Friday, 14 October 2011

The making of a viola based on the "Conte Vitale" Andrea Guarneri 1676.

I'm using the Stad poster with photos drawings and measurements of the Andrea Guarneri viola "Conte Vitale" 1676. It is a reference for all measurements and I based the outline for my mould and ribs on the original  back outline.

Important for me is to keep the original width of top, bottom and 'C'-bouts, but making the outline now symmetrical which needs a bit of playing around with the center line, and also changing some curves.
I decided to copy te "C"-bout from the bass side of the instrument, as well as the top corner. I took the bottom corner from the treble side for a matter of esthetics. I moved the centre line 2 mm in to keep the original width of the "C"-bout. For the same reason, I redrew top and bottom bouts 2 mm in as well.
I had to redraw top and bottom corners because on the original instruments the are warn.
(On the photo you can see the redrawn top corner)
On this photo you can see the redrawn bottom corner.
I made a template from my finished drawing, made the mould and ribstructure starting with a new symmetrical outline.
Here you can see how the linings are jointed in the corner blocs, the same way as for the violin.
Finished ribstructure!
This is a practice piece I made to try out a new technique I was told about by Thomas Bertrand. I carved the fluting first, right up to the edge, so the edge had to be left higher than the final edge thickness.
On old Cremonese instruments, the edge doesn't have the same thickness everywhere. It is thickest at the 4 corners, then is is a bit lower in the "C"-bout and it is the lowest in top and bottom bouts.
In the first year, we just market the different edge thicknesses with the marking gauge, made a flat purfling platform and then made purflind and fluting and arching.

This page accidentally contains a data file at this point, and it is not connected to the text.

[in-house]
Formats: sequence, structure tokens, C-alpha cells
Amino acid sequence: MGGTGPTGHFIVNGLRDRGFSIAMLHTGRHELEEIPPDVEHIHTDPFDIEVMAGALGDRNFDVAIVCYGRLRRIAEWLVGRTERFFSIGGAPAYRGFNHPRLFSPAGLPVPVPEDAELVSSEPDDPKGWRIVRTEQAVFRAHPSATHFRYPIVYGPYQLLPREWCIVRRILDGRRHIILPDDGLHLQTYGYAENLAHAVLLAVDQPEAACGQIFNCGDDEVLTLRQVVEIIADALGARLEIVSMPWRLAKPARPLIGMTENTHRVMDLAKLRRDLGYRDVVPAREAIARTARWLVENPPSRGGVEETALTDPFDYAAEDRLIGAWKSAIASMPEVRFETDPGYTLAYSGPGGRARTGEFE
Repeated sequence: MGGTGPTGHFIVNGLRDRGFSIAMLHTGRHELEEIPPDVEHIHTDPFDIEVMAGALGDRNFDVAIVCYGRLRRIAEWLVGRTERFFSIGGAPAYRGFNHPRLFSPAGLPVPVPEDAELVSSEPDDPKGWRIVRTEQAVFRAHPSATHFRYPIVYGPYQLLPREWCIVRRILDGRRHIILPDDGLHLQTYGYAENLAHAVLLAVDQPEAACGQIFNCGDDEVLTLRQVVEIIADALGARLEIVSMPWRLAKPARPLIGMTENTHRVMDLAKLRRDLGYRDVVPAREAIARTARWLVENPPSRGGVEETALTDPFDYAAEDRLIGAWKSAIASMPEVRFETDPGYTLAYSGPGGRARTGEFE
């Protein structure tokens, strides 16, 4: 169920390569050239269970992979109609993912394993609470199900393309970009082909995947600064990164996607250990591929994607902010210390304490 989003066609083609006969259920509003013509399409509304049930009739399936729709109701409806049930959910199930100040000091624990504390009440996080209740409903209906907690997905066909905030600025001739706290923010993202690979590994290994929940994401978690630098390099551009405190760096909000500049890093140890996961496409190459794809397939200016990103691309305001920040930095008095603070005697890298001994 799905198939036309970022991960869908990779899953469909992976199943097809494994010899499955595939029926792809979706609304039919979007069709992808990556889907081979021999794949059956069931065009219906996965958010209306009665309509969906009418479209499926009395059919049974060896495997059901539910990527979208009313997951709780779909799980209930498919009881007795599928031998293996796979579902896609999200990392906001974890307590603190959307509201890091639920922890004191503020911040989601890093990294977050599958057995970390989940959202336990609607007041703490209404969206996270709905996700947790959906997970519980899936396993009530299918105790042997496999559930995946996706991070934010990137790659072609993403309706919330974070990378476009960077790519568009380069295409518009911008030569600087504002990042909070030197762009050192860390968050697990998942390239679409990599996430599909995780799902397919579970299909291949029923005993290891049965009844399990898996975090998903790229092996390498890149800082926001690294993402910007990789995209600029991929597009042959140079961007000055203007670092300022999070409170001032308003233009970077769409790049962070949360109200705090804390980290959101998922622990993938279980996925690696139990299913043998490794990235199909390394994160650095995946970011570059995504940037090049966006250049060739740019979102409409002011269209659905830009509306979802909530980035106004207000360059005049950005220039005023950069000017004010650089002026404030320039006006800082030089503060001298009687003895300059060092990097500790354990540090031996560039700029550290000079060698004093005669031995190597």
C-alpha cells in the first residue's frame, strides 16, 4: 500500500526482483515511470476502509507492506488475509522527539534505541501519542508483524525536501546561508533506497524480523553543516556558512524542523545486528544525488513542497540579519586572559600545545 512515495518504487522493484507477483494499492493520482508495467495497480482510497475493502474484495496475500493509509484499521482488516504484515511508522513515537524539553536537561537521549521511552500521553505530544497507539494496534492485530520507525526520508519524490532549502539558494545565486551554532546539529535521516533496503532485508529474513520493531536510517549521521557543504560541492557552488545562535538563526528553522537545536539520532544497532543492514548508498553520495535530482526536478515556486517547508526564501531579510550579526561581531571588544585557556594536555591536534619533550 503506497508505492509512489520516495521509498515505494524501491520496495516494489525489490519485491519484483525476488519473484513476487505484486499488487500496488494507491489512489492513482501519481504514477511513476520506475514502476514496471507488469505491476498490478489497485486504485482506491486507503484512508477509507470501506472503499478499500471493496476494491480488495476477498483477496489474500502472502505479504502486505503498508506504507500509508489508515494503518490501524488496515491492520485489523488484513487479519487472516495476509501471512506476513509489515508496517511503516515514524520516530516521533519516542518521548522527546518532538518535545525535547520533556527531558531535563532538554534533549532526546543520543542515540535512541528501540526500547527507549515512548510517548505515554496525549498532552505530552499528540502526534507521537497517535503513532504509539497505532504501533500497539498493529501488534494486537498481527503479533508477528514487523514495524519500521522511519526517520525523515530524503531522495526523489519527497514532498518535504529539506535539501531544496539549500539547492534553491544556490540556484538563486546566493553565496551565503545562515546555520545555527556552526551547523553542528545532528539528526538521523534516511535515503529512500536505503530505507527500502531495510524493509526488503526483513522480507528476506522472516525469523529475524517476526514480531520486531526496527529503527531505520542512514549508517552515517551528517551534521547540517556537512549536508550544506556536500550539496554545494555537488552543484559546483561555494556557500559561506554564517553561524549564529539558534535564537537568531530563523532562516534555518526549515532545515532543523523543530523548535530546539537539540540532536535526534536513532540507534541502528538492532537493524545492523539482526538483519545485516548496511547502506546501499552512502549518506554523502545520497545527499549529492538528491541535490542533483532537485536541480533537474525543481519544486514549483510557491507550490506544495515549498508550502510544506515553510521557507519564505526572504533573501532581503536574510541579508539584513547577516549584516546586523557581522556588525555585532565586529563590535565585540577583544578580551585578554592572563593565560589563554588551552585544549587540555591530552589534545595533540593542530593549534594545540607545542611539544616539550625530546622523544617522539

But, when making the fluting up to the edge, this phenomen appears automatically because the fluting is deeper in top and bottom bout than in the "C"-bout, and the fluting going up to notthing in the corner, makes it automatically the highest point.
I had to choose one gouge to do the whole fluting, and determine the edge thickness to start with.
I finally decided to use 3 gouges with the same curve but different widths (sweep 5) and determined 6 mm as edge hight. When the purfling was put in, and the edgework was done, I had a final edge thickness of 5,5 mm on the corner, 5 mm in "C"-bout and 4,5 mm in bottom bout. Which is exactly what I wanted!
The main reason why I wanted to try out this new method is because I think you get a fluting and an edgework that look much more natural that way. The curve of the edgework cuts the curve of the fluting and that way, you get an absolutely clean and sharp edge. At the same time the fluting looks like it never wants to stop which gives a powerfull start for the arching.
Here you can see how the edge becomes naturally thicker at the corner.
Using the ribs and locating pins, I drew the outline on front and back (overhang = 2,8 mm).
With the marking gauge, I marked the edge thickness of 6 mm all around the plates and carved the rough arching starting from the gauge mark. Then, using the ribstructure as a reference I finished the outline and corners.

Here you can see the finished outline of the back.
Rough arching on the front.
I start the fluting together with the arching.
Here you can see the arching starting from the fluting which makes it look like one natural shape.

Arching and fluting.

As long as the fluting doesn't have it's final depth, I leave a very small flat on the edge. I compare the fluting with the one on the practise piece.
Here you can compare my outline and corners to the photos of the original instrument.

I use a plaster cast of the original front as a reference when carving the arching.

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